Sam Trimble: Queensland legend, unfortunate to never play Test cricket for Australia, dies aged 84
Sam Trimble made 10,282 runs at 41 in first-class cricket. (Image: Twitter/@NewsCorpCricket)

A doyen of Queensland cricket, viewed in his native Australia as extremely unlucky to not have played Test cricket, has passed away in Brisbane. Sam Trimble, who played for Queensland from 1959 to 1976, was 84.

A former opener whose 8,647 runs in Sheffield Shield cricket – Australia’s first-class competition – are the fifth best returns for domestic batsman who never played a Test match.

The nearest that Trimble came to playing for Australia was in 1964-65 when he was 12th man in a Test against West Indies in Jamaica.

From 144 first-class games overall, Trimble scored 10,282 runs at an average of 41. For Queensland, he averaged 39.85 with 22 centuries and his 8,647 runs stood as a state record until Stuart Law and then Martin Love surpassed that mark.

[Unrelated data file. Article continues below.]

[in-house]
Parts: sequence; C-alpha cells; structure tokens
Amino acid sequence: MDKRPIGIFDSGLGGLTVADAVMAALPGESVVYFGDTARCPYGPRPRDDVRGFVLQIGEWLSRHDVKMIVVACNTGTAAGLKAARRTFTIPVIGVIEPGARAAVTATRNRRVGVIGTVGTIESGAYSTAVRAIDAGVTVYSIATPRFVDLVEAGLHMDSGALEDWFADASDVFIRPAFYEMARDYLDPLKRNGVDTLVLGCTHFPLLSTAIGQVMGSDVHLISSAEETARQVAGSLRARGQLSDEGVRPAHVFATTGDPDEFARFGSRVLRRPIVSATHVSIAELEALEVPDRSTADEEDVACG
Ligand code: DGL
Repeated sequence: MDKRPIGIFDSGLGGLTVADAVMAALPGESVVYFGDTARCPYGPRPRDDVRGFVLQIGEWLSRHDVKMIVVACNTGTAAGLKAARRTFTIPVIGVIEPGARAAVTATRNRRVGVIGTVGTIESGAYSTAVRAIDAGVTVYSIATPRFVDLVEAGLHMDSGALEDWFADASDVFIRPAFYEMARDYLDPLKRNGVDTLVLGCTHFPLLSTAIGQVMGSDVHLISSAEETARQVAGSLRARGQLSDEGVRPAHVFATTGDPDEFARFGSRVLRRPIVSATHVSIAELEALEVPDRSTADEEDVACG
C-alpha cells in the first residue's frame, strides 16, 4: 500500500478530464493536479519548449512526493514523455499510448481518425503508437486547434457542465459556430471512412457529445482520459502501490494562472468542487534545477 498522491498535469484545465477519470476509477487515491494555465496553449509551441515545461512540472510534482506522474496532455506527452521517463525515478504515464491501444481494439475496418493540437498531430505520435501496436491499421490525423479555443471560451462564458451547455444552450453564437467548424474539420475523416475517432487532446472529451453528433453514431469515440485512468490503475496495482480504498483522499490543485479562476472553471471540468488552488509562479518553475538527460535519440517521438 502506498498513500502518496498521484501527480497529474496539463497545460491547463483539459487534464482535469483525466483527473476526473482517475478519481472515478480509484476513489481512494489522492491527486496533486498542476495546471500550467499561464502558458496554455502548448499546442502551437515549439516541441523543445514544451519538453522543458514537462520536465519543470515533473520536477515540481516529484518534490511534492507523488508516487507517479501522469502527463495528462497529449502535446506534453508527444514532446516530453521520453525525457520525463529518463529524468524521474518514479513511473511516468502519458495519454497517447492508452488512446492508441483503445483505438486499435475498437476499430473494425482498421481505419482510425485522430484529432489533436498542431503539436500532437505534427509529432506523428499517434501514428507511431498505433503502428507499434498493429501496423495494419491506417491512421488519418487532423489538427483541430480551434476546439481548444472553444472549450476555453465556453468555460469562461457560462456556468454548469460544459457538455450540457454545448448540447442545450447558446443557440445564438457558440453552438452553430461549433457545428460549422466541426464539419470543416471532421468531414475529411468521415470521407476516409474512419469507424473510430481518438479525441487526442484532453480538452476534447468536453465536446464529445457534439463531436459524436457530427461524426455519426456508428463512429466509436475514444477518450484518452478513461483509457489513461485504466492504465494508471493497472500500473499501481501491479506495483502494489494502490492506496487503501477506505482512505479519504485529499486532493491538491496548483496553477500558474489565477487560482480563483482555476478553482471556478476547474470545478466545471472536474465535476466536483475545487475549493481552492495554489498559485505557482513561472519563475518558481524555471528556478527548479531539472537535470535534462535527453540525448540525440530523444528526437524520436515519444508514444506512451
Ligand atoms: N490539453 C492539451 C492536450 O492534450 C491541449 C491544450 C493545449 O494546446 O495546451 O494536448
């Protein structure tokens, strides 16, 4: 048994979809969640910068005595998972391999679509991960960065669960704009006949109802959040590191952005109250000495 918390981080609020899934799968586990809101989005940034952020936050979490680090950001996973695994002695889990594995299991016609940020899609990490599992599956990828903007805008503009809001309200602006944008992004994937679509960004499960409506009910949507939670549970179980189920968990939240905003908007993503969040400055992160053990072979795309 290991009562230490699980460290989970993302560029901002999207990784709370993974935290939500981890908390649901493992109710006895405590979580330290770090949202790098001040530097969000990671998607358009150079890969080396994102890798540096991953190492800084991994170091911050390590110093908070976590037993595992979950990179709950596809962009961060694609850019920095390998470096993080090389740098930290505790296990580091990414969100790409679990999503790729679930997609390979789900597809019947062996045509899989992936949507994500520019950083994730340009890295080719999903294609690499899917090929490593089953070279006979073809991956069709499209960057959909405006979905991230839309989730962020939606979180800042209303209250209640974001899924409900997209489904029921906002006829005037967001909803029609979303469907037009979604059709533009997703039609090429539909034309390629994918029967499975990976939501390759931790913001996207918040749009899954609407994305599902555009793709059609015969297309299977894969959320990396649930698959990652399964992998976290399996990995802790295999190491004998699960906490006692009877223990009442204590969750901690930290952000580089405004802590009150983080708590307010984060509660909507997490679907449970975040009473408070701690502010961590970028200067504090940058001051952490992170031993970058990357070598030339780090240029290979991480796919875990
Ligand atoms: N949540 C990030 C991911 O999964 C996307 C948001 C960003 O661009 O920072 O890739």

Trimble was once chosen in Queensland Cricket’s ‘Team of the 20th Century’ who never played Test cricket.

“Sam’s batting efforts were inevitably a highlight for Queensland fans during those many summers when a Sheffield Shield title eluded the efforts of the state despite the presence of so many talented players,” said Queensland Cricket chairman Chris Simpson in a statement Monday.

“He remained a steadfast supporter of cricket in this state in his post-playing days in so many areas; in coaching, as a state selector, a hard-working curator at Souths and as a delegate and life member who retained a keen interest through his involvement in Queensland Cricket.”

Trimble also led a Australia Second XI to New Zealand in 1969, a tour in which he scored a double-hundred.